Defendant next contends that the police did not have probable cause to support their forced entry into Murray's apartment and the subsequent arrest and search for weapons which followed. It has been clearly established in Indiana that a police officer may arrest an individual without a warrant when the officer has reasonable and probable cause to believe that the person has committed a felony. A warrantless search is justified incident to a lawful arrest when the area searched is within the arrestee's control. Lindley v. State, (1981) Ind., 426 N.E.2d 398; Battle v. State, (1981) Ind., 415 N.E.2d 39; Gaddis v. State, (1977) 267 Ind. 100, 368 N.E.2d 244.

In this case, the state established that the police had looked through an open window and had seen a bound victim being dragged inside a room. There was no answer when they knocked on the door and announced themselves. This was sufficient probable cause for the forced entry, and when they found four bound and gagged victims on the floor, there was sufficient probable cause to arrest defendant and search the immediate area. There was no error here.

At various points throughout the trial, defendant made motions for a mistrial based upon his claim that evidence which was improperly and illegally obtained from the search of Murray's apartment had been *499 presented to the jury and was greatly prejudicial to him. We find that there was no error in the denial of any of these motions since there was neither an illegal arrest nor an illegal search. Furthermore, defendant had no standing to challenge the propriety of the forced entry or subsequent search since he had no legitimate expectation of privacy in Murray's apartment. Clifford v. State, (1984) Ind., 457 N.E.2d 536; Holt v. State, (1979) 272 Ind. 183, 396 N.E.2d 887.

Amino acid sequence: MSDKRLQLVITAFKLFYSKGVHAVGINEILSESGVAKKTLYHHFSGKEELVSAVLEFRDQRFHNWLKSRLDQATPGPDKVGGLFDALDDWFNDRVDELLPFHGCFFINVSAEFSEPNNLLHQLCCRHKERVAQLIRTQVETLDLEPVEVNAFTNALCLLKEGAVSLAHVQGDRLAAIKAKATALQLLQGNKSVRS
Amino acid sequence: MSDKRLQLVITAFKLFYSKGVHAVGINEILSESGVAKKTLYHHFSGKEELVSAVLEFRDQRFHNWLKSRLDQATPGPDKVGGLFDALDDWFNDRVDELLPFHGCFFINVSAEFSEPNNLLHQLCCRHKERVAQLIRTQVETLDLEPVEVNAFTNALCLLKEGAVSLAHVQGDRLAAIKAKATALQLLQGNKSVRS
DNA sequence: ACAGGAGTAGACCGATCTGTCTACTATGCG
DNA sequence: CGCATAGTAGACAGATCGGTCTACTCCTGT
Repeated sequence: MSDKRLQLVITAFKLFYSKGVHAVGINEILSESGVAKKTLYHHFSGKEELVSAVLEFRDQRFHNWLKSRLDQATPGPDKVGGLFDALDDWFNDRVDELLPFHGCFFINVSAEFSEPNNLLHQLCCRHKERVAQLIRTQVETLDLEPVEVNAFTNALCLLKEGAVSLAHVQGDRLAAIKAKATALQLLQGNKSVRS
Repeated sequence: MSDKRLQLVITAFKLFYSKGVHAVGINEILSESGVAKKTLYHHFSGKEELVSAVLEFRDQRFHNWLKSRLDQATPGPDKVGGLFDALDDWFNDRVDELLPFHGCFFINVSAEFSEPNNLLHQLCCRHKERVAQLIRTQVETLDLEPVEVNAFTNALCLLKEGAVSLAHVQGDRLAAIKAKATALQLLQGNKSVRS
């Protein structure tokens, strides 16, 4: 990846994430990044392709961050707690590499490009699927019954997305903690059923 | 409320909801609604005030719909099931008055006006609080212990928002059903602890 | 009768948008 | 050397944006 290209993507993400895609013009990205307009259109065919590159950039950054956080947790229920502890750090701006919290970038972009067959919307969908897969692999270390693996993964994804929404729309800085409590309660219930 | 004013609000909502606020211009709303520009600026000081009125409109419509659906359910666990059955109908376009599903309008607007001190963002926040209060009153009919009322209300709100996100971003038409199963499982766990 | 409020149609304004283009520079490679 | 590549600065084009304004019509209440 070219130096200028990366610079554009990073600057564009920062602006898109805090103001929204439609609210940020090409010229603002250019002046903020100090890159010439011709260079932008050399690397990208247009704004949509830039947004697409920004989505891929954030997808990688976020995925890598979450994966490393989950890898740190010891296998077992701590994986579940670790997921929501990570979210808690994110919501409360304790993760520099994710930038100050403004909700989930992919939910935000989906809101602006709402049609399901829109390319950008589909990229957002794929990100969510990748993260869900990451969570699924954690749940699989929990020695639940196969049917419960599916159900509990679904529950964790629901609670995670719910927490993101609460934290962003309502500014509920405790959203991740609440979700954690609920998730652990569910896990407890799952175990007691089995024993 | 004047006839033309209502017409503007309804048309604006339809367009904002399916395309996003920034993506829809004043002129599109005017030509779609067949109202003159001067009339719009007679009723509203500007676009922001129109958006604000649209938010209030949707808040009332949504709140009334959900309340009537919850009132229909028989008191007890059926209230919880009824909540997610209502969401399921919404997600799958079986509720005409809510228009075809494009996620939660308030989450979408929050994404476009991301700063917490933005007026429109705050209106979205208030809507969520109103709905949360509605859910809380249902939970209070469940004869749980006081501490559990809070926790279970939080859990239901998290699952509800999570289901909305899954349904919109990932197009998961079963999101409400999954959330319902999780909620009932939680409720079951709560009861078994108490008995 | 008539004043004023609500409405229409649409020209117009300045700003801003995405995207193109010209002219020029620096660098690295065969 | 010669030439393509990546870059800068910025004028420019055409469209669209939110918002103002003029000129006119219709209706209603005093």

Defendant next contends that the court erred by refusing to give two of his tendered final instructions. His Instruction No. 2 which stated that "All doubts in the evidence must be resolved in favor of the innocence of the accused" was refused by the court as being incorrect because the "doubts" were not defined as "reasonable" doubts. We have upheld the refusal of substantially the same instruction in Lewis v. State, (1976) 264 Ind. 288, 342 N.E.2d 859. We stated that this instruction meant no more than that a presumption of innocence followed a defendant until contradicted by evidence showing guilt beyond a reasonable doubt and that even with the word "reasonable" inserted in such an instruction, it was generally not left standing alone but was further explained. Here, as in Lewis, the substance of this instruction was covered by other instructions explaining the presumption of innocence and there was no error in the refusal of defendant's Instruction No. 2.

Defendant's tendered Instruction No. 6 covered the defense of self-defense and was also refused by the court. The record shows that defendant testified at the trial that he went to Murray's apartment to purchase drugs early in the evening of November 28, 1981. When he later examined his purchase, he was not satisfied with its quality and so returned to Murray's apartment to exchange the drugs or get a refund of his money. He testified that he wasn't armed, but saw a gun on the sofa by Murray. He further testified that the victims were tied up so that he and his companion would not be shot or harmed as they left the apartment after a lengthy argument over the drugs purchased.